As a volunteer alumni leader at a university, I spend a lot of time corresponding with fellow graduates of my alma mater. Recently, I got an email from one that started off on a seemingly friendly note: “Xiaoyan, I note with pleasure your joining the ranks of first-name-calling alums.” But then he offered me a bit of advice: “Next step is to get you to tell people they can Americanize the spelling to Cheyenne and then no one will ever again have trouble pronouncing it.”

My heart sank. This was this particular stranger’s fourth time trying to change my name during our email exchanges. When I declined — again — he proceeded to go ahead and address me as “Cheyenne Xiaoyan” anyway. As a woman in my 50s with a professional identity, I was deeply offended. (What’s more, I should not only change my name, but also appropriate a Native American one?)

This is not a new issue for me. When I first came to the United States in the late 1980s, for college, I immediately realized that Americans had a hard time pronouncing my name. (Roughly, it’s see-ow yen.) Some people mocked the name; for others, mastering it was a genuine struggle. Meanwhile, among Asian students, I soon learned, my name put me on the lowest rung of the social ladder on campus. The kids who were born in America, or who immigrated with their parents at a young age, often had American names. The Taiwanese kids had a more user-friendly spelling of their names, like my friend Cheng-Yee Lin, because Taiwan uses a different transliteration system than China. When one’s name started with ungainly consonants like “X” or “Q,” everyone knew you were from the mainland. We carried the scarlet letter of unpronounceable names. So in those initial years, I walked around campus feeling desolate not only socially and financially, but also linguistically.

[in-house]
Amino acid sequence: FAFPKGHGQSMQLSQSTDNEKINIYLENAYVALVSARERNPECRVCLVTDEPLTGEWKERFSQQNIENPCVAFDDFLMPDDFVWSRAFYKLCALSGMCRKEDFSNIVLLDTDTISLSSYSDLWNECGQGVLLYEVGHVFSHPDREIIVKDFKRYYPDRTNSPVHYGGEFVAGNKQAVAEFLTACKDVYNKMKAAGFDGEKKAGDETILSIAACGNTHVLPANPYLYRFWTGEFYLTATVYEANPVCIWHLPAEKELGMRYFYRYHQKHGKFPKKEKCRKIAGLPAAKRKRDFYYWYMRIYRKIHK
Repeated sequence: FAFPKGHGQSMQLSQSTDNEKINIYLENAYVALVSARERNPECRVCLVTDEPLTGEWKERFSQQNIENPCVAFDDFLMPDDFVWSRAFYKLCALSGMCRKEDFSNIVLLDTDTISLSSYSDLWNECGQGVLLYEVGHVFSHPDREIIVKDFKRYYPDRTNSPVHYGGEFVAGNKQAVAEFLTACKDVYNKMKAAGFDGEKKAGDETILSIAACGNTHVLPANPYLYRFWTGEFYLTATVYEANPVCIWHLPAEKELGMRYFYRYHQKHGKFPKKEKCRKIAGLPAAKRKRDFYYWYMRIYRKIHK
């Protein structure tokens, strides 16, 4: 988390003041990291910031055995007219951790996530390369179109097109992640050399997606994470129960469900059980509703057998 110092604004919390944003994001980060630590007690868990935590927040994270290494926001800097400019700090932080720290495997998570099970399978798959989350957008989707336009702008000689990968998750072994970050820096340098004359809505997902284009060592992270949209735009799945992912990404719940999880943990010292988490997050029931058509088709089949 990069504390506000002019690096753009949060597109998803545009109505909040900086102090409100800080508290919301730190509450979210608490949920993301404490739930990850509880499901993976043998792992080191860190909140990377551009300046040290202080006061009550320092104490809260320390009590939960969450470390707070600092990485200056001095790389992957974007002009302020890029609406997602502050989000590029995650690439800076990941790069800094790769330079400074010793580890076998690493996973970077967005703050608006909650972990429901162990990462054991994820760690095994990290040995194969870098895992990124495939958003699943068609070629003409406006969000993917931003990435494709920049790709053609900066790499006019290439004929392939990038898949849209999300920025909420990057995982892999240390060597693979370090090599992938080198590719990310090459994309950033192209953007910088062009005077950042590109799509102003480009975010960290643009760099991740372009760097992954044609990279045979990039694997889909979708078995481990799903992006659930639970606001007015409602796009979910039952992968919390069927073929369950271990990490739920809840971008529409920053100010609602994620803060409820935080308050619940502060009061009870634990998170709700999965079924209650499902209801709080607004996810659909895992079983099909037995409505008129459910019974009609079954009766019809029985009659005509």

To fix the situation, I tried on various American names: Daisy, Jenn, Lisa. But nothing stuck, because I would often forget to respond to the new name and I got fed up with having to explain the difference between these fake names and my real, legal name. And as a scholarship student barely scraping by, I certainly did not have the money for an official name change.

Eight years later, having completed college and medical school, I was about to begin an internship in Portland, Ore., and thought I would start with a clean slate by again picking an American name. I chose Alison. When one of my professors asked why — and why that name — I described the struggles I’d had over the years. Also, I’d grown tired of having my name be an issue every time I met new patients or new colleagues in the hospital. As for “Alison,” it was just a random American name, I explained. But my kind professor wasn’t having it: “Your name is your identity — stick with it,” he said. I did.